Milena: What was the best concert you've ever attended?
Aleksandar: King Diamond in Belgrade in 2006, Dream Theater in Budapest, 2005, Iron Maiden in Belgrade, 2009, and Budapest, 2000.
Milena: What were your favorite albums of 2012 so far, and what albums are you currently looking forward to?
Aleksandar: My absolute favorite of 2012 is the new Rush record, Clockwork Angels - I must catch them somewhere on the road next year. I'm looking forward to the new Pain Of Salvation and Testament albums, and the new U.D.O release should be due this year. I was excited for Running Wild 's Shadowmaker, but it turned out to be a disappointment.
Milena: What is the worst album you've ever heard?
Aleksandar: I only remember the good albums, because I play them over and over again, so… on the other hand I'd never listen to that awful poppy crap the mainstream media media is polluting us with, so I can't say Rihanna or Katy Perry, because I never played their records (nor I will). Maybe the first Drakkar album, and there's also some awful Ancient CD I remember. I recall the first Nightwish album was bad, and Sonata Arctica had some bloody awful singing LOL.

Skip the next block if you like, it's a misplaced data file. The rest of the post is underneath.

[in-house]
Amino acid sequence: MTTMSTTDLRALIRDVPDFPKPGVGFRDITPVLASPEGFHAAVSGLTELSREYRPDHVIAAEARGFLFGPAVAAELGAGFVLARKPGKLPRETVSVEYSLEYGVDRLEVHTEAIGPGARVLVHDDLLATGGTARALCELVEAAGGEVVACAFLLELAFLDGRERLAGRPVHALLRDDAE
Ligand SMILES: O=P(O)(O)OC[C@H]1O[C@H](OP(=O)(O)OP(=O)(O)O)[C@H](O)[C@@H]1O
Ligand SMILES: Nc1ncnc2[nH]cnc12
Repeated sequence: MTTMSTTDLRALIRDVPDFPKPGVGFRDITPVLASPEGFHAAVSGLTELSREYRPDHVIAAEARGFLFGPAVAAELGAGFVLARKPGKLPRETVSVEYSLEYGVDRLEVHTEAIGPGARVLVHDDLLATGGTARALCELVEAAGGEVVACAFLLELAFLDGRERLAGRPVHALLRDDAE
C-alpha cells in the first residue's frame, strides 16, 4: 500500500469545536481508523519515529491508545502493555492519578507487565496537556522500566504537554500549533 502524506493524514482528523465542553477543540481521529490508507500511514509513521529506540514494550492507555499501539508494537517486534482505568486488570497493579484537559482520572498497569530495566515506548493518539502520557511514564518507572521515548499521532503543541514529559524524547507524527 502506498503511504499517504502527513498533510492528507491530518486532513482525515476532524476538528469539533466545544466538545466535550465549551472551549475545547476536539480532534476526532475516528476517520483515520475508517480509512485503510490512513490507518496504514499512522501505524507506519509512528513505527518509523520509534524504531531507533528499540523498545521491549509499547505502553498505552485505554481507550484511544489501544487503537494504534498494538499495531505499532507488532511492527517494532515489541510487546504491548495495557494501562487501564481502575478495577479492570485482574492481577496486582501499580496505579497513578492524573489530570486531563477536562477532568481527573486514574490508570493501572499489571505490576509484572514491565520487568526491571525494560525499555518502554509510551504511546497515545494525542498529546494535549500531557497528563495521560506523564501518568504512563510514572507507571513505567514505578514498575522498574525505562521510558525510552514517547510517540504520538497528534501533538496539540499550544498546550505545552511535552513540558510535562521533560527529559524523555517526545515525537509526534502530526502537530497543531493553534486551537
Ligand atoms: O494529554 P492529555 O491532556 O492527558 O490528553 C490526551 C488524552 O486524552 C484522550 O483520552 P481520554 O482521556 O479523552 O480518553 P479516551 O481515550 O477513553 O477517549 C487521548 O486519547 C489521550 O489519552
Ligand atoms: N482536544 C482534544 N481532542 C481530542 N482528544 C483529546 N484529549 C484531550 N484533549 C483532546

Milena: What is the next step for Burning Circle?
Aleksandar: Playing and promoting our album live, as much as possible, making new music, preparing for our next album (new songs are shaping up), meeting new people who appreciate what we're doing and sharing stage with kindred spirits.
Milena: On the behalf of Metal Storm I'd like to thank you for taking the time to do this interview. Let's end it with a question suitable for a philosophy 101 textbook - if you could make anything in the world disappear, what would it be?
Aleksandar: I'd like to thank you and everyone at MS for your effort and for helping Burning Circle reach more people around the world and the answer to your final question is: Evil, and auto tune.
||Posted on 23.08.2012 by A part of the team since December 2011, writes about the progressive, the sad and the melodic. She's nice until she's not.|